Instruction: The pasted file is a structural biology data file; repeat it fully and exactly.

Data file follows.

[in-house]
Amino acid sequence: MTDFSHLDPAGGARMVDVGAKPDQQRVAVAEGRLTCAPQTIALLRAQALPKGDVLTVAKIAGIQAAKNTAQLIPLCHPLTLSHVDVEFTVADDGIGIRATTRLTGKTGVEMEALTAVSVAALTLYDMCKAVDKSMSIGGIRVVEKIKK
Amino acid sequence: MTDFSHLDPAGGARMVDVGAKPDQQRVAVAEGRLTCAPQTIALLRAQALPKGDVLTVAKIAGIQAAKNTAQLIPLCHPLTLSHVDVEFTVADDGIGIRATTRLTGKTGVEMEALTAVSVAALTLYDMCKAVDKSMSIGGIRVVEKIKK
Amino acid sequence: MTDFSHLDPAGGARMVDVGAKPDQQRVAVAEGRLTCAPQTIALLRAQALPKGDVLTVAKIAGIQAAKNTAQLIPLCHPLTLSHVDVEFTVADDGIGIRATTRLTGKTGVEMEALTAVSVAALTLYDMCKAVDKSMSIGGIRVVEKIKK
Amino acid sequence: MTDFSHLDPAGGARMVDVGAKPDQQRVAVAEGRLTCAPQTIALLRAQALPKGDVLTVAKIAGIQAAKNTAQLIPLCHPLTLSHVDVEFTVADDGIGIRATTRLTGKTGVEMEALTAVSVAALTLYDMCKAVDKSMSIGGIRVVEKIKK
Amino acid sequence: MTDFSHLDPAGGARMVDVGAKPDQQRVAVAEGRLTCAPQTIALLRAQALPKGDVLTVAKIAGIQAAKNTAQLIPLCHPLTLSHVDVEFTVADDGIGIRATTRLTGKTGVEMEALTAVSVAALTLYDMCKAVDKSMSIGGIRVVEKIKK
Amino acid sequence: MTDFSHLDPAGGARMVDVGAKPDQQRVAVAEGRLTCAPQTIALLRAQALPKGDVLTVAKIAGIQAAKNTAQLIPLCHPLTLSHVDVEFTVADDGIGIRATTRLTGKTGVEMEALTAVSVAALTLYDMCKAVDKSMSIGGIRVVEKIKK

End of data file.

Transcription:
[in-house]
Amino acid sequence: MTDFSHLDPAGGARMVDVGAKPDQQRVAVAEGRLTCAPQTIALLRAQALPKGDVLTVAKIAGIQAAKNTAQLIPLCHPLTLSHVDVEFTVADDGIGIRATTRLTGKTGVEMEALTAVSVAALTLYDMCKAVDKSMSIGGIRVVEKIKK
Amino acid sequence: MTDFSHLDPAGGARMVDVGAKPDQQRVAVAEGRLTCAPQTIALLRAQALPKGDVLTVAKIAGIQAAKNTAQLIPLCHPLTLSHVDVEFTVADDGIGIRATTRLTGKTGVEMEALTAVSVAALTLYDMCKAVDKSMSIGGIRVVEKIKK
Amino acid sequence: MTDFSHLDPAGGARMVDVGAKPDQQRVAVAEGRLTCAPQTIALLRAQALPKGDVLTVAKIAGIQAAKNTAQLIPLCHPLTLSHVDVEFTVADDGIGIRATTRLTGKTGVEMEALTAVSVAALTLYDMCKAVDKSMSIGGIRVVEKIKK
Amino acid sequence: MTDFSHLDPAGGARMVDVGAKPDQQRVAVAEGRLTCAPQTIALLRAQALPKGDVLTVAKIAGIQAAKNTAQLIPLCHPLTLSHVDVEFTVADDGIGIRATTRLTGKTGVEMEALTAVSVAALTLYDMCKAVDKSMSIGGIRVVEKIKK
Amino acid sequence: MTDFSHLDPAGGARMVDVGAKPDQQRVAVAEGRLTCAPQTIALLRAQALPKGDVLTVAKIAGIQAAKNTAQLIPLCHPLTLSHVDVEFTVADDGIGIRATTRLTGKTGVEMEALTAVSVAALTLYDMCKAVDKSMSIGGIRVVEKIKK
Amino acid sequence: MTDFSHLDPAGGARMVDVGAKPDQQRVAVAEGRLTCAPQTIALLRAQALPKGDVLTVAKIAGIQAAKNTAQLIPLCHPLTLSHVDVEFTVADDGIGIRATTRLTGKTGVEMEALTAVSVAALTLYDMCKAVDKSMSIGGIRVVEKIKK